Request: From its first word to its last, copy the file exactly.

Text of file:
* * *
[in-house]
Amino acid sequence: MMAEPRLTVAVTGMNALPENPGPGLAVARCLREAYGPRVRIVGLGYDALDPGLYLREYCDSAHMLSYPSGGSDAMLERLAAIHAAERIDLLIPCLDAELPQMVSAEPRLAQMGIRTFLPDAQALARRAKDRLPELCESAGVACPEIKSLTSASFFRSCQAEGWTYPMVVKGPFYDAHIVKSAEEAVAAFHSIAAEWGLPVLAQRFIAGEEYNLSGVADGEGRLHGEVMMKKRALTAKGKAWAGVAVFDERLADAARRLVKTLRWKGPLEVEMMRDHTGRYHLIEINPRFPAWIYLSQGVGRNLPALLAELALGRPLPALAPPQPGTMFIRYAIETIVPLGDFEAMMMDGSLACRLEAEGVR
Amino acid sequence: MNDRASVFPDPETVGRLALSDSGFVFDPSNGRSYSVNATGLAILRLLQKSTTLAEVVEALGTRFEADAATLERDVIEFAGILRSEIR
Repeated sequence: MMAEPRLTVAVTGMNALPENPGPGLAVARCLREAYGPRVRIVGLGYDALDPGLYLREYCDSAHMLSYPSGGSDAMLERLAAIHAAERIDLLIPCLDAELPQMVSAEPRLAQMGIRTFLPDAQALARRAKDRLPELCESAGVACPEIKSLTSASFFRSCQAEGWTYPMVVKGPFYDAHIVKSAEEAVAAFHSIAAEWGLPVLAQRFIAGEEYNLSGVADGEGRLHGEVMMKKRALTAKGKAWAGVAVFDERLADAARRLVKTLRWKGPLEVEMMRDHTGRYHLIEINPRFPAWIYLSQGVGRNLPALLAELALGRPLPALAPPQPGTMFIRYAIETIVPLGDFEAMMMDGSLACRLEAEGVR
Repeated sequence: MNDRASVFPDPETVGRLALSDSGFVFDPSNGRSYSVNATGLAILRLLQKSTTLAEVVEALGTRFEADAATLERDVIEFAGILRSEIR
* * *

[in-house]
Amino acid sequence: MMAEPRLTVAVTGMNALPENPGPGLAVARCLREAYGPRVRIVGLGYDALDPGLYLREYCDSAHMLSYPSGGSDAMLERLAAIHAAERIDLLIPCLDAELPQMVSAEPRLAQMGIRTFLPDAQALARRAKDRLPELCESAGVACPEIKSLTSASFFRSCQAEGWTYPMVVKGPFYDAHIVKSAEEAVAAFHSIAAEWGLPVLAQRFIAGEEYNLSGVADGEGRLHGEVMMKKRALTAKGKAWAGVAVFDERLADAARRLVKTLRWKGPLEVEMMRDHTGRYHLIEINPRFPAWIYLSQGVGRNLPALLAELALGRPLPALAPPQPGTMFIRYAIETIVPLGDFEAMMMDGSLACRLEAEGVR
Amino acid sequence: MNDRASVFPDPETVGRLALSDSGFVFDPSNGRSYSVNATGLAILRLLQKSTTLAEVVEALGTRFEADAATLERDVIEFAGILRSEIR
Repeated sequence: MMAEPRLTVAVTGMNALPENPGPGLAVARCLREAYGPRVRIVGLGYDALDPGLYLREYCDSAHMLSYPSGGSDAMLERLAAIHAAERIDLLIPCLDAELPQMVSAEPRLAQMGIRTFLPDAQALARRAKDRLPELCESAGVACPEIKSLTSASFFRSCQAEGWTYPMVVKGPFYDAHIVKSAEEAVAAFHSIAAEWGLPVLAQRFIAGEEYNLSGVADGEGRLHGEVMMKKRALTAKGKAWAGVAVFDERLADAARRLVKTLRWKGPLEVEMMRDHTGRYHLIEINPRFPAWIYLSQGVGRNLPALLAELALGRPLPALAPPQPGTMFIRYAIETIVPLGDFEAMMMDGSLACRLEAEGVR
Repeated sequence: MNDRASVFPDPETVGRLALSDSGFVFDPSNGRSYSVNATGLAILRLLQKSTTLAEVVEALGTRFEADAATLERDVIEFAGILRSEIR